The host innate defence against influenza virus infection is an intricate system with a plethora of antiviral factors involved. We have identified host histone deacetylase 6 (HDAC6) as an anti-influenza virus factor in cultured cells. Consistent with this, we report herein that HDAC6 knockout (KO) mice are more susceptible to influenza virus A/PR/8/1934 (H1N1) infection than their wild type (WT) counterparts. The KO mice lost weight faster than the WT mice and, unlike WT mice, could not recover their original body weight. Consequently, more KO mice succumbed to infection, which corresponded with higher lung viral loads. Conversely, the expression of the critical innate antiviral response genes interferon alpha/beta, CD80, CXCL10 and IL15 was significantly downregulated in KO mouse lungs compared to WT mouse lungs. These data are consistent with the known function of HDAC6 of de-acetylating the retinoic acid inducible gene-I (RIG-I) and activating the host innate antiviral response cascade. Loss of HDAC6 thus leads to a blunted innate response and increased susceptibility of mice to influenza A virus infection.

11.
J Med Chem ; 63(22): 13205-13227, 2020 11 25.
Article in English | MEDLINE | ID: covidwho-741659

ABSTRACT

The coronavirus disease 2019 (COVID-19) caused by severe acute respiratory syndrome coronavirus 2 (SARS-CoV-2) has led to more than 20 million people infected worldwide with an average mortality rate of 3.6%. This virus poses major challenges to public health, as it not only is highly contagious but also can be transmitted by asymptomatic infected individuals. COVID-19 is clinically difficult to manage due to a lack of specific antiviral drugs or vaccines. In this article, Chinese therapy strategies for treating COVID-19 patients, including current applications of traditional Chinese medicine (TCM), are comprehensively reviewed. Furthermore, 72 small molecules from natural products and TCM with reported antiviral activity against human coronaviruses (CoVs) are identified from published literature, and their potential applications in combating SARS-CoV-2 are discussed. Among these, the clinical efficacies of some accessible drugs such as remdesivir (RDV) and favipiravir (FPV) for COVID-19 are emphatically summarized. We hope this review provides a foundation for managing the worsening pandemic and developing antivirals against SARS-CoV-2.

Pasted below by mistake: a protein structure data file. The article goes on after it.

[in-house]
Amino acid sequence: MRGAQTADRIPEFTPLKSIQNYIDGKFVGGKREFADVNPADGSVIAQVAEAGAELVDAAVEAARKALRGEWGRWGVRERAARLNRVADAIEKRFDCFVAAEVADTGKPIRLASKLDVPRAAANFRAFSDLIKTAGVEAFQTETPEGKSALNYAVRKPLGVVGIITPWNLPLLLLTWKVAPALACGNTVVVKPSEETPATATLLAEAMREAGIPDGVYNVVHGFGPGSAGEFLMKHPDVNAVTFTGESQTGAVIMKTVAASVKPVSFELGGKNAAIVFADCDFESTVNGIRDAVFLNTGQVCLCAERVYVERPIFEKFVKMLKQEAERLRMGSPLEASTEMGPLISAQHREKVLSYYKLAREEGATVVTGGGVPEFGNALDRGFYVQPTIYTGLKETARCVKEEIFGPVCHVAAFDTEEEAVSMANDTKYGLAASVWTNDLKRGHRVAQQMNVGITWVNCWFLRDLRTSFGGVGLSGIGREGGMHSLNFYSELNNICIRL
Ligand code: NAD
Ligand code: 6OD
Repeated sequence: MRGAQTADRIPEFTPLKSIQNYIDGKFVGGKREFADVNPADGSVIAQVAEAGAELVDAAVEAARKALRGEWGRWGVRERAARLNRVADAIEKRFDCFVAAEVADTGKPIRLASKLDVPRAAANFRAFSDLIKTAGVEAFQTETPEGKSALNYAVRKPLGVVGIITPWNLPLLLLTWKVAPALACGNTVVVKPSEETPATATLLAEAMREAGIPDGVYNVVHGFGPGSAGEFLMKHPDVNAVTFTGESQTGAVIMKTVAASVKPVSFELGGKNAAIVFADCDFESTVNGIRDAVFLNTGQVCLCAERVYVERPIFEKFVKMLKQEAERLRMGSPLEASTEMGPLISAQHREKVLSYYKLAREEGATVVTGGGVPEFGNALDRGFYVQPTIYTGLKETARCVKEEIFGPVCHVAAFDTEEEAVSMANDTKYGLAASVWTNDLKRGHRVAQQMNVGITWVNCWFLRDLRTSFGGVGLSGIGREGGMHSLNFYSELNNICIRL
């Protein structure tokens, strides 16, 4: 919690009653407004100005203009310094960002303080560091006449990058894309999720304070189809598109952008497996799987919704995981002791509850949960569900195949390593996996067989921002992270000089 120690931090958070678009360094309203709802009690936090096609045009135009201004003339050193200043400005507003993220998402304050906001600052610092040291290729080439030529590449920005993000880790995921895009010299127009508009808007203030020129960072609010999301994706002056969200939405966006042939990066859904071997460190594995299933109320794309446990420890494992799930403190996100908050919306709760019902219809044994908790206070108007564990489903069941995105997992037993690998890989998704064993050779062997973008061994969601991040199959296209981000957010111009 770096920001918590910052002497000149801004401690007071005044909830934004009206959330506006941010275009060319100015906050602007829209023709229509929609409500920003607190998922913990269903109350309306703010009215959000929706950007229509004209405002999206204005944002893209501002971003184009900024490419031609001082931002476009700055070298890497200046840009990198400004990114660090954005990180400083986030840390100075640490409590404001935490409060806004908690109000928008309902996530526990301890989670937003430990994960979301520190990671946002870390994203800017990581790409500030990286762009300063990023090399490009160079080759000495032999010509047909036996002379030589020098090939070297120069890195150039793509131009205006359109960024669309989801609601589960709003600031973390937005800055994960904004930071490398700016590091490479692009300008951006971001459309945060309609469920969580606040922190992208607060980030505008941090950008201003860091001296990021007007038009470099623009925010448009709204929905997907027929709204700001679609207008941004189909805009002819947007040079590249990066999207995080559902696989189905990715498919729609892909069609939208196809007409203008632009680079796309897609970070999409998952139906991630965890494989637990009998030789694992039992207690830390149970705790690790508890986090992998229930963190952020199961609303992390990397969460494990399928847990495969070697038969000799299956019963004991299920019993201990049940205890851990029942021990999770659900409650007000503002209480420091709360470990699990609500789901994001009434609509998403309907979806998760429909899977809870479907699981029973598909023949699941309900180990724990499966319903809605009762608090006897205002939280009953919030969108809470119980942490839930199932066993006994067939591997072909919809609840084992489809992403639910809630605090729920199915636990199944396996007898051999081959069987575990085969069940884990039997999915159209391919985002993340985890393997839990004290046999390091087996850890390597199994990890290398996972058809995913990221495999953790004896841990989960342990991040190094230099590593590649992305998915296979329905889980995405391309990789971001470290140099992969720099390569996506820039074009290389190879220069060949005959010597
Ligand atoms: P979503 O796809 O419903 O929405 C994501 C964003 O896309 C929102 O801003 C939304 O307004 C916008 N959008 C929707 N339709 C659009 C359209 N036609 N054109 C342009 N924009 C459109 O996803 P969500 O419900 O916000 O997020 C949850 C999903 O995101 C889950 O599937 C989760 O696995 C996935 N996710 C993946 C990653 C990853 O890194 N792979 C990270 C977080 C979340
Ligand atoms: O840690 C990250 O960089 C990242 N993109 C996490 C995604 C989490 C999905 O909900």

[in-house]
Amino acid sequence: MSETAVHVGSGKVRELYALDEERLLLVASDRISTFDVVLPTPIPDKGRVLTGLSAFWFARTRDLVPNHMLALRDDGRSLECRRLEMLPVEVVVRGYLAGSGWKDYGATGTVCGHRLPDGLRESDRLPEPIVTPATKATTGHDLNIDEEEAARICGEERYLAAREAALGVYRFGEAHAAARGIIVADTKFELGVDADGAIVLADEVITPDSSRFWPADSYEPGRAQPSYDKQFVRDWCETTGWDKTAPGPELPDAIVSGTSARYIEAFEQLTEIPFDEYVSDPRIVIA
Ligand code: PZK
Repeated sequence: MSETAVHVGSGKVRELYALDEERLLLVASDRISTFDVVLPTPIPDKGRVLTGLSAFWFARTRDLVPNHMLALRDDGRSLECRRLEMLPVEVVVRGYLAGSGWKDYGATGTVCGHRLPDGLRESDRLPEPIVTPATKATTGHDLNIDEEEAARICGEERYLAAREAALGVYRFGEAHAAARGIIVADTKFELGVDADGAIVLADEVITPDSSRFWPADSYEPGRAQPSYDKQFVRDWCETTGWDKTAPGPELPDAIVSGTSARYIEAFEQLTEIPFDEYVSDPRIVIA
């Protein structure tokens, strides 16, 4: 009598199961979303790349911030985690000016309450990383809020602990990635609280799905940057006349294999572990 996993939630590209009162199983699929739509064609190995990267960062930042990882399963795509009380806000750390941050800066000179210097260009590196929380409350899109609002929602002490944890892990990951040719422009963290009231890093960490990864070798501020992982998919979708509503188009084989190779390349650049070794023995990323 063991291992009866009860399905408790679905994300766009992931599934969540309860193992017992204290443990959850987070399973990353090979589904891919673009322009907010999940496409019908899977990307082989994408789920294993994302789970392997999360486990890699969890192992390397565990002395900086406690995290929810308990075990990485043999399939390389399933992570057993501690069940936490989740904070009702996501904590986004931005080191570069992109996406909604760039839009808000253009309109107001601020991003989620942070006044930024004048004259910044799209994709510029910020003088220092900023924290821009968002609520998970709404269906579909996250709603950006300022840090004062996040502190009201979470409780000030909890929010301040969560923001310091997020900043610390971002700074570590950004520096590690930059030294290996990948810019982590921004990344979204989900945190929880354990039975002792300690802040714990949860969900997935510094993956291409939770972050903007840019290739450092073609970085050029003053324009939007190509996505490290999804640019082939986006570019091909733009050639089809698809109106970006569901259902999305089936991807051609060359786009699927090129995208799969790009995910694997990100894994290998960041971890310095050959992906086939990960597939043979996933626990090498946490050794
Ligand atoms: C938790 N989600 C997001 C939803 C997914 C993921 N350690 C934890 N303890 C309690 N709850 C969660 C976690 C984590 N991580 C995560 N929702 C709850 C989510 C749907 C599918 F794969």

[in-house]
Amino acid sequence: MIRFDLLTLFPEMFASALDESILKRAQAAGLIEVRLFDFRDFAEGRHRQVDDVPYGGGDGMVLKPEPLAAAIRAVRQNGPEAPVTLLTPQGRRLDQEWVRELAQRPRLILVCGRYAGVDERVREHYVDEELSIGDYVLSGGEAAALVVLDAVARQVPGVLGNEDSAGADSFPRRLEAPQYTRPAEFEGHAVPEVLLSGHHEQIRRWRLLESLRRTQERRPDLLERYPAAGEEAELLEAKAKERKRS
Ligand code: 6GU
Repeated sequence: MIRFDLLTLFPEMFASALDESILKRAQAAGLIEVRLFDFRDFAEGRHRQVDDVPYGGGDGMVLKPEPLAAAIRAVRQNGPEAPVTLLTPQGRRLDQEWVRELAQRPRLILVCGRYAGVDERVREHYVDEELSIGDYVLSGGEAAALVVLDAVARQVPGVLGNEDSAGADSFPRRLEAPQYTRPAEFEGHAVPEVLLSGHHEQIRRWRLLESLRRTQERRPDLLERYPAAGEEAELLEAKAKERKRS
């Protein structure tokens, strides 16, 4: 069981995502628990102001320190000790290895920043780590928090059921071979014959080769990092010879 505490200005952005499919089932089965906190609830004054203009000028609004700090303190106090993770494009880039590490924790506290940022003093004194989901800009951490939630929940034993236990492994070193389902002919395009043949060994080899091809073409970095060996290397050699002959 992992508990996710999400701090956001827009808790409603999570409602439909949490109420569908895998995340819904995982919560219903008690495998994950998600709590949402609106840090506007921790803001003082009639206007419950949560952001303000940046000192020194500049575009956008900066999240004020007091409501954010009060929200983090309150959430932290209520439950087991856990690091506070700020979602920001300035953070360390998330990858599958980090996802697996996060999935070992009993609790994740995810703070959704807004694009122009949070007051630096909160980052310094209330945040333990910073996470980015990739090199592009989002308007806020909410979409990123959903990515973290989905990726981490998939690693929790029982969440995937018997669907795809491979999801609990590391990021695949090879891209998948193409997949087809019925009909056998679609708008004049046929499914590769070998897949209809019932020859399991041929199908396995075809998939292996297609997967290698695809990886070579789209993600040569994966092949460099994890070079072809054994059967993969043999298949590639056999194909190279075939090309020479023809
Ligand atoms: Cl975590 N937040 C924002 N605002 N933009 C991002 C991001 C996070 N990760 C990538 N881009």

Subject(s)
Antiviral Agents/therapeutic use , COVID-19/drug therapy , Coronavirus Protease Inhibitors/therapeutic use , Drugs, Chinese Herbal/therapeutic use , SARS-CoV-2/drug effects , Small Molecule Libraries/therapeutic use , COVID-19/epidemiology , China/epidemiology , Humans , Medicine, Chinese Traditional , SARS-CoV-2/enzymology
12.
Influenza Other Respir Viruses ; 15(1): 7-12, 2021 01.
Article in English | MEDLINE | ID: covidwho-735924

ABSTRACT

To inform seroepidemiological studies, we characterized the IgG- responses in COVID-19 patients against the two major SARS-CoV-2 viral proteins, spike (S) and nucleocapsid (N). We tested 70 COVID-19 sera collected up to 85 days post-symptom onset and 230 non-COVID-19 sera, including 27 SARS sera from 2003. Although the average SARS-CoV-2 S and N-IgG titers were comparable, N-responses were more variable among individuals. S- and N-assay specificity tested with non-COVID-19 sera were comparable at 97.5% and 97.0%, respectively. Therefore, S will make a better target due to its lower cross-reactive potential and its' more consistent frequency of detection compared to N.


Subject(s)